Almost Everything is Worth a Thought or Two

You probably do not want to read this post. Whether you read it or not depends on how you feel about the day. And about me. And it depends on your mood. And what matters to you. Whether you read it or not, I wrote it with you in mind. Whoever you are. But, if you read it, I think you know you were on my mind when the topics I’m writing about came tumbling out of my head and through my fingers.


I doubt I am unique in feeling like I continue to unfurl—like a flower or a flag or an idea—as I age.  There was a time—long, long, long ago—when I believed a person who reached adulthood had completed his or her intellectual and emotional development. I saw life as comprising a fairly limited number of stages, each with distinct beginnings and endings. I must have been very young to have believed that. I’ve long since come to the conclusion that my life, and probably the lives of everyone else, is a little like hair or fingernails. We do not reach the ideal maturity and then stop growing. Like hair and nails, we continue to develop every day of our lives. But unlike hair and nails, our evolution is robust and dramatic, leading us through phases that are in some cases so similar to one another that we can barely see the differences. Sometimes, though, we reach a point at which our evolution erupts in change so exceptional that we can barely contain ourselves. And at that point we hardly believe we are the same person we were the day before. Those changes continue all through one’s life, I think. Some are gradual, some are sudden. While there is a thread that weaves through us the entire time, the thread is thin and not always visible.

Today, at age 68, I feel strongly that I will be a very different man when I am 70 and yet another man when I am 73 and so on and so on. Between now and then, whenever “then” is, I will evolve. I will see the world through different eyes that have different experiences. I will think about the world around me in different ways because I have undergone the kinds of transitions that experience always brings. Change is good. It is not always welcome, nor does it always feel safe or comfortable, but it is good. We need to change so we don’t rot, like apples left on the ground long after the harvest is finished.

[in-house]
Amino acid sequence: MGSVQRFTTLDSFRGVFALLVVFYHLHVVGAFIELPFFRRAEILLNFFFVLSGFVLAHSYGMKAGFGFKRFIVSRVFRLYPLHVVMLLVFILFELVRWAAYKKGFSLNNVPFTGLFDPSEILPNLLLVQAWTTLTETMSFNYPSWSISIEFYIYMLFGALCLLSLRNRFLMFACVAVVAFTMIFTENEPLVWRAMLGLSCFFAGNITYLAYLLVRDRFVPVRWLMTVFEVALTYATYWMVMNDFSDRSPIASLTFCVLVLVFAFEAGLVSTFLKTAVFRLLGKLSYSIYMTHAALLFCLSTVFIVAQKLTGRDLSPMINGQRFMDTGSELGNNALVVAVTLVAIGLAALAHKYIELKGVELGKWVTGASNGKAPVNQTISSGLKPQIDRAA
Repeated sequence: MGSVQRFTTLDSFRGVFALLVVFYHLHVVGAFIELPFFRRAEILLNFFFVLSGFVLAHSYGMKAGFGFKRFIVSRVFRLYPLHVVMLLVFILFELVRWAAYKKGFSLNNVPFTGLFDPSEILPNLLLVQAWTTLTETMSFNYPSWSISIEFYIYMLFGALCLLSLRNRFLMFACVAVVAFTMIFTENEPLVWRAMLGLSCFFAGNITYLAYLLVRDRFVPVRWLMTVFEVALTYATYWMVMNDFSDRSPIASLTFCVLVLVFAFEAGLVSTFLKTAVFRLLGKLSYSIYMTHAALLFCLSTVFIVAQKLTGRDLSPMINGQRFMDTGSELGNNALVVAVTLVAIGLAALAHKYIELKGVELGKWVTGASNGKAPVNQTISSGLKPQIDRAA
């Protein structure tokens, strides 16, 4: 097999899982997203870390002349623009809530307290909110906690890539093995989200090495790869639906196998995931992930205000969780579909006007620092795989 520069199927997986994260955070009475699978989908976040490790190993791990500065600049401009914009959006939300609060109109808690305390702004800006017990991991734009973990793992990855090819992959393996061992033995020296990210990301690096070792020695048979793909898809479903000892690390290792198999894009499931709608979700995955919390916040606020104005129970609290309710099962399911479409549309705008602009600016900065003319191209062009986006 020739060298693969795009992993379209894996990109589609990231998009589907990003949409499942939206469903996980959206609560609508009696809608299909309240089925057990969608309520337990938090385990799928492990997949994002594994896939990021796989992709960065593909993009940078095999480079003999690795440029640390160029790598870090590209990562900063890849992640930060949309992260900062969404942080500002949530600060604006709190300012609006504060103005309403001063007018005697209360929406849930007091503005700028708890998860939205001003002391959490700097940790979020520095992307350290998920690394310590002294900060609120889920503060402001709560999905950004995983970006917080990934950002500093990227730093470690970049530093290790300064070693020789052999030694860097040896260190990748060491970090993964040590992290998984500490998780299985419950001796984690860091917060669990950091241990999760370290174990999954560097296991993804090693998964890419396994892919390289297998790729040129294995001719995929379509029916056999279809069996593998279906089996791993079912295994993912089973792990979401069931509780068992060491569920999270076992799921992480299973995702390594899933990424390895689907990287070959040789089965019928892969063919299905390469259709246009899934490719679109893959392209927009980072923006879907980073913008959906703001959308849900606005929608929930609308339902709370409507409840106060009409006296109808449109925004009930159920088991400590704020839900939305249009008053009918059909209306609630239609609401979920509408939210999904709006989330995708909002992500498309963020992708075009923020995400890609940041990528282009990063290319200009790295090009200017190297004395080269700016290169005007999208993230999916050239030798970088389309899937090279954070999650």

The “new” house closed yesterday, in spite of promises made but broken by the title company and the developer. We closed on the purchase, opting to accept another promise that promised paperwork would be provided to us today. At least we have copies of emails confirming the paperwork was completed; just not FedExed in time for delivery yesterday.

I have grown increasingly skeptical—maybe “distrustful” is a better description—with age. Commitments seem to be treated with less gravitas than once was the case. But, wait. I wrote less than a month ago that my advancing age has led me in precisely the opposite direction. I wrote these words:

“Though I remain skeptical, curmudgeonly, and more than a little suspicious of the motives of humankind, I find myself mellowing in my old age.”

But, then, in the very next paragraph, I said this:

“The older I get, the more certain I become that many people—maybe most—simply are fundamentally rotten to the core. “

Which is it? Or is it both? My answer is “both.” And that ambivalence is an enormous stressor.  Regardless, the house is ours, subject to our payment of the 30-year mortgage. The next steps include cleaning up the new place, getting some work done on it (e.g., replacing some light fixtures, painting some rooms, and a few other odds and ends), and moving our “stuff.” And, of course, preparing my house for sale and actually selling it.

Stresses associated with major life changes amplify the more mundane tensions of day-to-day living. That matter has been on my mind quite a bit lately. I secretly wonder whether little aches and strains, and more acute pains and such, are my body signaling me to relax—telling me to shed some of the unnecessary worries over which I have no control. Easier said than done.